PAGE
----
Winner of the EPIC Awards 2018
Public Health Specialist - Malaria
“I firmly believe that health is a human right and that everyone in every part of the world deserves access to adequate health services.”
Mitra Feldman (Global MBA 2014) is a specialist in public health who has dedicated the past decade to fighting malaria through different programs in Africa and Southeast Asia.
“Malaria is one of the most important health issues in the world and in many countries still causes more deaths in children under five years of age than other diseases. It is also curable and preventable, which makes it even more important to address it on a global scale,” says this IE alumna, who has an MSc in Control of Infectious Diseases from the London School of Hygiene and Tropical Medicine.
Feldman has worked for several international NGOs and government organizations. Her first important post was in Liberia, a country then devastated by a 14-year-long civil war. She coordinated 14 primary health-care clinics and a referral hospital that treated some 350,000 persons, with a focus on primary health care and adolescent sexual and reproductive health. Later she worked in Uganda and Zambia and then managed a malaria program covering five African countries. As an independent consultant, she has worked in Bangladesh, Sierra Leone, Cambodia, Myanmar and Thailand. She has also participated in the start-up of a program by the US Department of Defense to increase collaboration between Ministries of Health and Ministries of Defense for eliminating malaria in Southeast Asia.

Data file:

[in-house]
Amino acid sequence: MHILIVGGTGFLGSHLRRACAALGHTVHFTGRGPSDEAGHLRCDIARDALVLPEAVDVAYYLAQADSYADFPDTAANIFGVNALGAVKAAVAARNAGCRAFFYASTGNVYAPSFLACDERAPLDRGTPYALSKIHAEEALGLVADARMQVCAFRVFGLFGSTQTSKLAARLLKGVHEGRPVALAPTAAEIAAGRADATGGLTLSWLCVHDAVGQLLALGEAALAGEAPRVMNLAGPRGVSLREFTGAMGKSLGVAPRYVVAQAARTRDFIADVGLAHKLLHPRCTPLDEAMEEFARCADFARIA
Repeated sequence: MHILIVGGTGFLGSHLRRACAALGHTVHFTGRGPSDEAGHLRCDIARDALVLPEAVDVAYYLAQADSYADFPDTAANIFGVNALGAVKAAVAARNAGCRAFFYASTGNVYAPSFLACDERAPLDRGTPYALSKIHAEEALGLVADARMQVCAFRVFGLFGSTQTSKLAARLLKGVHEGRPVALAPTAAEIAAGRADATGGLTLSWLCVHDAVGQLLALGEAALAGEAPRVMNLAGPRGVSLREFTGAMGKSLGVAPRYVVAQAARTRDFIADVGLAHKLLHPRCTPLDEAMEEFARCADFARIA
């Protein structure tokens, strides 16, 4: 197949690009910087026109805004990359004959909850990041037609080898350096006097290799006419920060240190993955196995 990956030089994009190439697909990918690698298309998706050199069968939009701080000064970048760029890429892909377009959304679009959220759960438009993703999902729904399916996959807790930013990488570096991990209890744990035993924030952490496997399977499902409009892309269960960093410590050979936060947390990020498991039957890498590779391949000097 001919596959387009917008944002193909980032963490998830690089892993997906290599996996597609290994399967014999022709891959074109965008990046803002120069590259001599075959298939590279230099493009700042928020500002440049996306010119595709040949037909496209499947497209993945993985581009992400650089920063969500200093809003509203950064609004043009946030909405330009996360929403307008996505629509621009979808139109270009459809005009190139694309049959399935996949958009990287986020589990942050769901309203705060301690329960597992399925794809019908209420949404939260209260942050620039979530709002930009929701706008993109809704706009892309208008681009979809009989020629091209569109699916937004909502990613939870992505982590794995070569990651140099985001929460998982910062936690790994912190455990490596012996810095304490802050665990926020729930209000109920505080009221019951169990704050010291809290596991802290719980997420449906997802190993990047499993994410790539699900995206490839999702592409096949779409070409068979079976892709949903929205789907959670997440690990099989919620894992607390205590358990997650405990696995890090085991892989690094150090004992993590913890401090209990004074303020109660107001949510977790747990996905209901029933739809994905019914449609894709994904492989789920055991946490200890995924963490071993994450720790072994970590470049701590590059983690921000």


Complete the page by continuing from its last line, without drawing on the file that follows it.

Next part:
“From a health point of view, the epidemiology of malaria is very different in Africa and Southeast Asia. In many African countries malaria is still the principal cause of illness, but in much of Southeast Asia it’s no longer considered a public health threat. Many countries there are on the verge of eliminating it,” Feldman explains. In this sense, her work on the Asian continent is a great challenge. “As the threat and impact of malaria decreases, it is very tempting for governments and donors to reduce the resources available. Historically, the resurgence of malaria has been linked to a decrease in activities because of reductions in funds. It’s fundamental to maintain activities, to ensure we don’t lose what has already been achieved in the last 10 to 15 years,” she adds.
Combating malaria requires great organizational capacities because the large pharmaceutical companies have little incentive to invest in R+D in the developing countries.
“Research is primarily carried out by government organizations and NGOs, and the resources are limited,” explains Feldman. “That’s why it’s essential that they be well administered. It’s vital to know the best management practices. Then you can not only demonstrate to donors how you can maximize resources, but governments can be encouraged to increase domestic funding when they realize there is real value for money.”
For this specialist, research and management must go hand in hand. “With good management systems it’s more likely that the results of research will have a political influence and a positive impact, and that it won’t just be an academic exercise that may be very intellectually interesting but isn’t very useful in the real world,” she adds.
The mother of two children, Feldman currently lives in Thailand.
The MBA from IE Business School has had a great influence on my self-confidence as a professional and has been very useful when speaking in public and reducing my sense of ‘impostor syndrome.’ It also improved my networking skills and gives me more authority when I answer the offers from consulting firms,” she says
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